Israel threatens a 'heavy price' for Iran after deadly Bulgaria bus bomb

Mr Netanyahu went out of his way to link the attack with Tehran's nuclear ambitions

Jerusalem

Israel yesterday fuelled fears of a further escalation in the already high tensions with Iran by promising to "exact a heavy price" from the perpetrators of the suicide bombing which killed seven people in Bulgaria, which it blamed unequivocally on Hezbollah.

As Bulgarian officials said the suspected bomber in the attack on Wednesday that killed five Israeli holidaymakers was a lanky, long-haired man in a baseball cap and T-shirt, carrying a fake American driving licence, Israel's Prime Minister, Benjamin Netanyahu, said it had been carried out by "Hezbollah, the long arm of Iran."

There was some doubt about Bulgarian media reports that named the suicide attacker as Mehdi Ghazali, a former detainee at the US-run detainment camp at Guantanamo Bay. Mr Ghazali, who is of Algerian-Finnish origin, is said to have studied at a British mosque, and to have travelled to Saudi Arabia, Afghanistan and Pakistan.

Continuing to blame Iran, under whose direct orders Israel is convinced Hezbollah acts in its operations outside Lebanon, Mr Netanyhau went out of his way to link the attack at the Black Sea resort of Burgas with Tehran's nuclear ambitions.

"The time has come for all countries that know the truth to speak it," he said. "Iran is the one behind the wave of terror. Iran is the No 1 exporter of terror in the world. A terrorist state must not have a nuclear weapon. The most dangerous country in the world must not possess the most dangerous weapon on earth."

Mr Netanyahu said that for more than a year, Iran and its proxy Hezbollah, the Lebanese militant group and political party, had been conducting "a global terror campaign that crosses continents and borders, listing 10 countries, including the US, in which they had operated.

The Prime Minister pledged that Israel would "continue to pursue the attackers and exact a heavy price from those who sent them."

The categorical accusation against Hezbollah and Iran was in sharp contrast to Bulgaria's reluctance to apportion immediate blame for the airport attack in which the bus driver, as well as the bomber, was killed.

The Bulgarian Foreign Minister, Nikolay Mladenov, said that he thought "it is wrong and a mistake to point fingers at this stage of the investigation at any country or organisation."

Iran denied that it was responsible, saying that it was itself a target of terrorism, all forms of which it said it condemned.

Ramin Mehmanparast, a spokesman for the Foreign Ministry in Tehran declared that "terrorism endangers the lives of innocents."

The Bulgarian authorities posted an airport video showing the bomber, with pale skin and long red hair, and who the Interior Minister, Tsvetan Tsvetanov, said had been carrying a fake Michigan driving licence, wandering into the arrivals hall of the airport, looking around and wandering out again. He is seen carrying an unusually large back pack which witnesses said contained the bomb.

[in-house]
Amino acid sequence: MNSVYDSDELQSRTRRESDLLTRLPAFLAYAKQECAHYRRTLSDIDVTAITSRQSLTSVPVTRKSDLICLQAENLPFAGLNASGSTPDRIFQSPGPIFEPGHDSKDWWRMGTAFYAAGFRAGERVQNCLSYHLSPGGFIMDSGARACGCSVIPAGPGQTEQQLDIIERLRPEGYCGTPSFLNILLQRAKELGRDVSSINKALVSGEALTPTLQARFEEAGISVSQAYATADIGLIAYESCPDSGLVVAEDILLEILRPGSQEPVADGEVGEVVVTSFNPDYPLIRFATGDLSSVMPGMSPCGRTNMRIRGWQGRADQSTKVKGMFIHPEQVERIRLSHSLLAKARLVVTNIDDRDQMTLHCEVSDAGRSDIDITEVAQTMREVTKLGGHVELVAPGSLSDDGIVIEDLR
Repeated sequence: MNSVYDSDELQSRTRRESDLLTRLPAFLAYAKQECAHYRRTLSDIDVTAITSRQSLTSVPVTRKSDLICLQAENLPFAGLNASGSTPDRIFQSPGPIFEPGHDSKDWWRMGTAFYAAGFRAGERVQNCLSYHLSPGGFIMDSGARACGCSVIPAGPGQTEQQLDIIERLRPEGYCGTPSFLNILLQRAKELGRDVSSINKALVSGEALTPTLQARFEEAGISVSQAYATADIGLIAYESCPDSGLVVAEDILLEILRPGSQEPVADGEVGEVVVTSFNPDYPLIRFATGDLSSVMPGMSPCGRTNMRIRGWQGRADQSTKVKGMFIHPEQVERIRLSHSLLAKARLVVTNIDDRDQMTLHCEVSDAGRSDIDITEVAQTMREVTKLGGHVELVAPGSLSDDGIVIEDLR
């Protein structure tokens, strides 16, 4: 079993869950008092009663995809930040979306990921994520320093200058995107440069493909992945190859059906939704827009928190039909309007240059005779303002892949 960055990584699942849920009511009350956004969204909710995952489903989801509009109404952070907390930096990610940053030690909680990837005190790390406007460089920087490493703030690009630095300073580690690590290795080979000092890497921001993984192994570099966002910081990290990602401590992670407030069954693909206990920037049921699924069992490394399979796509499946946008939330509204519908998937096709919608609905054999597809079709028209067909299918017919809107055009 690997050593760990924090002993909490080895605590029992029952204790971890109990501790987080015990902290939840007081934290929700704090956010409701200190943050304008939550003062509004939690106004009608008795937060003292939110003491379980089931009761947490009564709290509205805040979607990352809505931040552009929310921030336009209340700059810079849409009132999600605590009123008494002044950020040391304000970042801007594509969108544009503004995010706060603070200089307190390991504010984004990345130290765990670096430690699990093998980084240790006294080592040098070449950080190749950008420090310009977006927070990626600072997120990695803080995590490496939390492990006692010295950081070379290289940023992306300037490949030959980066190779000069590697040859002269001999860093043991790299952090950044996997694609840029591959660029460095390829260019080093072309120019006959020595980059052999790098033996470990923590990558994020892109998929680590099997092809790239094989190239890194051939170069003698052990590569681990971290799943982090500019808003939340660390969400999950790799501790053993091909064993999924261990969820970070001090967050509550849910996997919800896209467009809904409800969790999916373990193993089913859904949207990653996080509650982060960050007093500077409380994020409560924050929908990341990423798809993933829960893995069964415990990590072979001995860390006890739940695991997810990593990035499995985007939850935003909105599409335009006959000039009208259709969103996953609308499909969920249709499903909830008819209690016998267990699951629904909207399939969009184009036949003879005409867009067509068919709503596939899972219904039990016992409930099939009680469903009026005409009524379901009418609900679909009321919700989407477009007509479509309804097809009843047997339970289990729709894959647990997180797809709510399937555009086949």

Investigators have established that he had either turned towards the bus when he blew it up or pretended to be one of the passengers.

"He either had turned with his backpack toward the bus when he exploded it or pretended he was simply a normal passenger making to store in the baggage compartment when it exploded," said Mr Tsvetanov.

As the dead and injured, at least five critically so, were being airlifted back to Israel, the Bulgaria attack was being discussed by senior Israeli security officials already exercised by the separate possibility that parts of a Syrian arsenal of chemical weapons might be transferred to Hezbollah by the increasingly embattled Damascus regime.

Meanwhile, Meir Javedanfar, an Iran analyst at Israel's Interdisciplinary Centre in Herzliya, expressed doubts about apportioning blame for the Bulgaria bombing before a full investigation bore fruit, pointing out that al-Qai'da had been held responsible for an attacking targeting Israel in Kenya in 2002.

But Mr Javedanfar said if Israel's government really had solid intelligence that Hezbollah had been responsible for the bombing then it would have been under Iran's aegis, and Iran "would have made a very big mistake by doing this on European Union soil.

"It would mean that Iran's hopes of an easing of sanctions by the EU would become more distant if it was Iran's responsibility."

Start your day with The Independent, sign up for daily news emails
Voices
There will be a chance to bid for a rare example of the SAS Diary, collated by a former member of the regiment in the aftermath of World War II but only published – in a limited run of just 5,000 – in 2011
charity appealTime is running out to secure your favourite lot as our auction closes at 2pm today
News
people
Arts and Entertainment